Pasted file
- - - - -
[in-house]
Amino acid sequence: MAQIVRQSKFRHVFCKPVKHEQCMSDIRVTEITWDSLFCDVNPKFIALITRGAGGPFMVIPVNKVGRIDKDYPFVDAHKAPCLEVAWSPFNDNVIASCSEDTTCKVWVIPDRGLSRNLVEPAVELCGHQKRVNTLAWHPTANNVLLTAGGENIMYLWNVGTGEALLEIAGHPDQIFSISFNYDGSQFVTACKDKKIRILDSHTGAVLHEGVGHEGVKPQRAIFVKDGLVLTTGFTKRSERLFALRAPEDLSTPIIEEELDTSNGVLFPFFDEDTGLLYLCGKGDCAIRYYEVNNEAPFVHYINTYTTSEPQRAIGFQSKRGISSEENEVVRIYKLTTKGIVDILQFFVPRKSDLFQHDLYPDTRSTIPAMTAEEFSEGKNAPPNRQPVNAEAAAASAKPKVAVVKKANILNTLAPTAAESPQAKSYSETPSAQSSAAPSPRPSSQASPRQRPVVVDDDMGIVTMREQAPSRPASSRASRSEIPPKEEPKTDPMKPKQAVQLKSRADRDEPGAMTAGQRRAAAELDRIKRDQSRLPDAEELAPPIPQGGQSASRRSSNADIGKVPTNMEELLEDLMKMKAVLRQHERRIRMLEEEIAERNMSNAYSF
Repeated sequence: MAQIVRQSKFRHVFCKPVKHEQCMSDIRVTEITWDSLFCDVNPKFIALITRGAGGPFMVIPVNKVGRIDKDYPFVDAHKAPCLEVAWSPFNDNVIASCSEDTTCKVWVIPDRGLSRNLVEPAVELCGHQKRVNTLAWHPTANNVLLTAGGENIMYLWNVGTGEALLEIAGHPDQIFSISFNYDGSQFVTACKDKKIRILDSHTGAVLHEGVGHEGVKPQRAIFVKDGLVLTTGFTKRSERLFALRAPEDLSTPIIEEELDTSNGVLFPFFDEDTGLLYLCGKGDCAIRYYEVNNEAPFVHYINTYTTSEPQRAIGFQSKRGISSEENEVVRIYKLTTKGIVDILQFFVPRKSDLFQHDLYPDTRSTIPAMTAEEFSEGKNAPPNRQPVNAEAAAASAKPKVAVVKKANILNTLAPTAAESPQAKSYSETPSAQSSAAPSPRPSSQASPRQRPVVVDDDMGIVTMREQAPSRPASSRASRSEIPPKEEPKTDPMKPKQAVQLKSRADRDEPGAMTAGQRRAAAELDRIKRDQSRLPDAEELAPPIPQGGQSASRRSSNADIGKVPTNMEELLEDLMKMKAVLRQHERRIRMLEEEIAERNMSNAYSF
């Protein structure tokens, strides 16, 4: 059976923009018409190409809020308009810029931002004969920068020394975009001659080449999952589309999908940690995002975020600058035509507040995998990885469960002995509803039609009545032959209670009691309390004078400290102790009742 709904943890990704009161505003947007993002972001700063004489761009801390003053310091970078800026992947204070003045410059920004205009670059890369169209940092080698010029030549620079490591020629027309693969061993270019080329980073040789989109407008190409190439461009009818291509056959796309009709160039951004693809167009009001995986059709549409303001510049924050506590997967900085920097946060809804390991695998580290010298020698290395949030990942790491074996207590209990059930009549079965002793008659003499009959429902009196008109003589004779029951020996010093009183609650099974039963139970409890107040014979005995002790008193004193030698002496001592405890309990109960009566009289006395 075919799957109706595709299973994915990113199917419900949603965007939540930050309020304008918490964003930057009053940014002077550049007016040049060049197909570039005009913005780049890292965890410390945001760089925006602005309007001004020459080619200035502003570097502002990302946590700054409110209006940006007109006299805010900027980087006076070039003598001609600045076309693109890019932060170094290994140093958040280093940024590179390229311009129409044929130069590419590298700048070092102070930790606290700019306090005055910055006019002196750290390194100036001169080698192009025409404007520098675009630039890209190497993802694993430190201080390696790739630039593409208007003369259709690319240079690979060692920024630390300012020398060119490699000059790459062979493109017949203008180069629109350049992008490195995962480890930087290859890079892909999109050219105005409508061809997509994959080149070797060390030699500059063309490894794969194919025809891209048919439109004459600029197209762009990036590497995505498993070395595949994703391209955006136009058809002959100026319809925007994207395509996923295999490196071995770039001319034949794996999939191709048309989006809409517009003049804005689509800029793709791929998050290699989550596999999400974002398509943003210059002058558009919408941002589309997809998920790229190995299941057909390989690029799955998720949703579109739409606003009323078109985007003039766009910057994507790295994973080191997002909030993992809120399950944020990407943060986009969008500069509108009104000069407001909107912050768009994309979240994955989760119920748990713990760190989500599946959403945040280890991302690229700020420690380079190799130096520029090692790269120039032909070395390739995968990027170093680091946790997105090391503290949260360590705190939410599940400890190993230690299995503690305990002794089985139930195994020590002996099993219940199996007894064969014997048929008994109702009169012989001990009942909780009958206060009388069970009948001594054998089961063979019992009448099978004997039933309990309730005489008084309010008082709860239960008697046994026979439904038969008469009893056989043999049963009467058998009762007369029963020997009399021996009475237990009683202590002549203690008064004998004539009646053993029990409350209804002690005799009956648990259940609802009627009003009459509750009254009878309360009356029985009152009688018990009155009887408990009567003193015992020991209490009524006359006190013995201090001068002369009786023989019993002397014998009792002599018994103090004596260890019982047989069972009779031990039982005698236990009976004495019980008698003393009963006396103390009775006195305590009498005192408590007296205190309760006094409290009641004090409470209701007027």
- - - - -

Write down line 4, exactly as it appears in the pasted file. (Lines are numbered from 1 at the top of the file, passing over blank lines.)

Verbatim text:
């Protein structure tokens, strides 16, 4: 059976923009018409190409809020308009810029931002004969920068020394975009001659080449999952589309999908940690995002975020600058035509507040995998990885469960002995509803039609009545032959209670009691309390004078400290102790009742 709904943890990704009161505003947007993002972001700063004489761009801390003053310091970078800026992947204070003045410059920004205009670059890369169209940092080698010029030549620079490591020629027309693969061993270019080329980073040789989109407008190409190439461009009818291509056959796309009709160039951004693809167009009001995986059709549409303001510049924050506590997967900085920097946060809804390991695998580290010298020698290395949030990942790491074996207590209990059930009549079965002793008659003499009959429902009196008109003589004779029951020996010093009183609650099974039963139970409890107040014979005995002790008193004193030698002496001592405890309990109960009566009289006395 075919799957109706595709299973994915990113199917419900949603965007939540930050309020304008918490964003930057009053940014002077550049007016040049060049197909570039005009913005780049890292965890410390945001760089925006602005309007001004020459080619200035502003570097502002990302946590700054409110209006940006007109006299805010900027980087006076070039003598001609600045076309693109890019932060170094290994140093958040280093940024590179390229311009129409044929130069590419590298700048070092102070930790606290700019306090005055910055006019002196750290390194100036001169080698192009025409404007520098675009630039890209190497993802694993430190201080390696790739630039593409208007003369259709690319240079690979060692920024630390300012020398060119490699000059790459062979493109017949203008180069629109350049992008490195995962480890930087290859890079892909999109050219105005409508061809997509994959080149070797060390030699500059063309490894794969194919025809891209048919439109004459600029197209762009990036590497995505498993070395595949994703391209955006136009058809002959100026319809925007994207395509996923295999490196071995770039001319034949794996999939191709048309989006809409517009003049804005689509800029793709791929998050290699989550596999999400974002398509943003210059002058558009919408941002589309997809998920790229190995299941057909390989690029799955998720949703579109739409606003009323078109985007003039766009910057994507790295994973080191997002909030993992809120399950944020990407943060986009969008500069509108009104000069407001909107912050768009994309979240994955989760119920748990713990760190989500599946959403945040280890991302690229700020420690380079190799130096520029090692790269120039032909070395390739995968990027170093680091946790997105090391503290949260360590705190939410599940400890190993230690299995503690305990002794089985139930195994020590002996099993219940199996007894064969014997048929008994109702009169012989001990009942909780009958206060009388069970009948001594054998089961063979019992009448099978004997039933309990309730005489008084309010008082709860239960008697046994026979439904038969008469009893056989043999049963009467058998009762007369029963020997009399021996009475237990009683202590002549203690008064004998004539009646053993029990409350209804002690005799009956648990259940609802009627009003009459509750009254009878309360009356029985009152009688018990009155009887408990009567003193015992020991209490009524006359006190013995201090001068002369009786023989019993002397014998009792002599018994103090004596260890019982047989069972009779031990039982005698236990009976004495019980008698003393009963006396103390009775006195305590009498005192408590007296205190309760006094409290009641004090409470209701007027």